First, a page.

Essentially KDE Connect (and Your Phone) would sync your phone and computer. They'd sync notifications, calls and being able to send SMS messages from your desktop computer. However on top of this, KDE Connect had even more features. It had desktop audio control from mobile, a slideshow controller (for both desktop and mobile), and this is all built on top of internal networking instead of Bluetooth. Though this does come with the limitation of being on the same network as your other device, it is far more reliable than Your Phone's use of Bluetooth (or at least their implementation).

Compatibility isn't that bad

As a developer, most of the programs I use were supported on Linux. All my IDEs, my web browser, etc. In fact, a lot of development utils work better on Linux. The only issues I had were with Microsoft's C# libraries. I tried to use them, but of course they don't support Linux. It would be nice if Adobe supported Linux as well, however their applications also only run on Windows & MacOS. Luckily there are alternatives to most the programs in their suite.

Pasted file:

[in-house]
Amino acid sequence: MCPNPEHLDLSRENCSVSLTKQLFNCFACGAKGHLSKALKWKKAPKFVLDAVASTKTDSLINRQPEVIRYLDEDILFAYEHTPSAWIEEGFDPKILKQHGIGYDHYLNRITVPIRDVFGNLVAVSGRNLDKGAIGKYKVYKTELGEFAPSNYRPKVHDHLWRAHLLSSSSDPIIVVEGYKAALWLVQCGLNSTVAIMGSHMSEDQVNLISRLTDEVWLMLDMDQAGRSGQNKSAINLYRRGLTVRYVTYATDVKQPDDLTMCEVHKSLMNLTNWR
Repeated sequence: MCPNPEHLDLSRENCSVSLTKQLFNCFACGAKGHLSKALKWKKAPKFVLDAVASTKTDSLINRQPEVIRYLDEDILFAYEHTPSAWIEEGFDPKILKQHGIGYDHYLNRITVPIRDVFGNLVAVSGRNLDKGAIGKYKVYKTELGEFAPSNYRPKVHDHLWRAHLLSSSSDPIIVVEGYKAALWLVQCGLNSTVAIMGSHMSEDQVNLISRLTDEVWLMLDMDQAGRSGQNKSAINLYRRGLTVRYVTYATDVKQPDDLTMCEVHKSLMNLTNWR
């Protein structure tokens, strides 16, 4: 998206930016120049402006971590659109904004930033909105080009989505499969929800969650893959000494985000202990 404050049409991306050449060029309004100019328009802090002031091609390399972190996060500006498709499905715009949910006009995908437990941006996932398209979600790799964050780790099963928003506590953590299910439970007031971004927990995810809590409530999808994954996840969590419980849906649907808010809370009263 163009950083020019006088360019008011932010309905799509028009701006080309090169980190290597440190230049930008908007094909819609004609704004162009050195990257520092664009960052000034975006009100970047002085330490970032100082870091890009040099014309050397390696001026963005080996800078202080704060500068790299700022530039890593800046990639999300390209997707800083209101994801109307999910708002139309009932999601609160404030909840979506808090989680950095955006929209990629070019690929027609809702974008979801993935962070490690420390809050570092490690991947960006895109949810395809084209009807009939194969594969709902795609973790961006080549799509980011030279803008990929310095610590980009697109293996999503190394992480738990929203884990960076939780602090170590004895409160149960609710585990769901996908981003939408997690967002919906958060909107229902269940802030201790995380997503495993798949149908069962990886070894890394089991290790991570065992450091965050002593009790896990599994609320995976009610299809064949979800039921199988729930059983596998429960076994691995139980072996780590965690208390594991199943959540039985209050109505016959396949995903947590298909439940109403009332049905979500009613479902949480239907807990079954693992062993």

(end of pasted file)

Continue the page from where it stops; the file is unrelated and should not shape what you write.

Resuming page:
Then the issues start

So after using Kubuntu 22.04 for a few days, I boot it up and it doesn't boot. Instead I'm stuck on this error.

After going back and forth in a Linux discord server, I was told I would need to reinstall. It seemed as if this was a bug in the fairly new Ubuntu release 22.04.

Now, comparison to my Windows 11 experience; I was a Windows 11 Insider. I was on the preview version. Kubuntu 22.04 is meant to be stable. Yet Windows 11 Insider was more stable! That wasn't even in beta. Yes it had bugs. Lots of them. But none of them bricked my system.

Anyways, thanks to a bug in a "stable" release, my operating system bricked itself. I still don't know if I was the problem, and if so how. But it did, and I had to reinstall.

The distro hop

To be safer for the new installation, I installed Kubuntu 20.04. This has been out for a few years and is very stable. However, compared to Kubuntu 22.04, it was extremely ugly, hard to customize and a lot quality of life features in 22.04 were gone. 22.04 is going to be a great version when it is stable.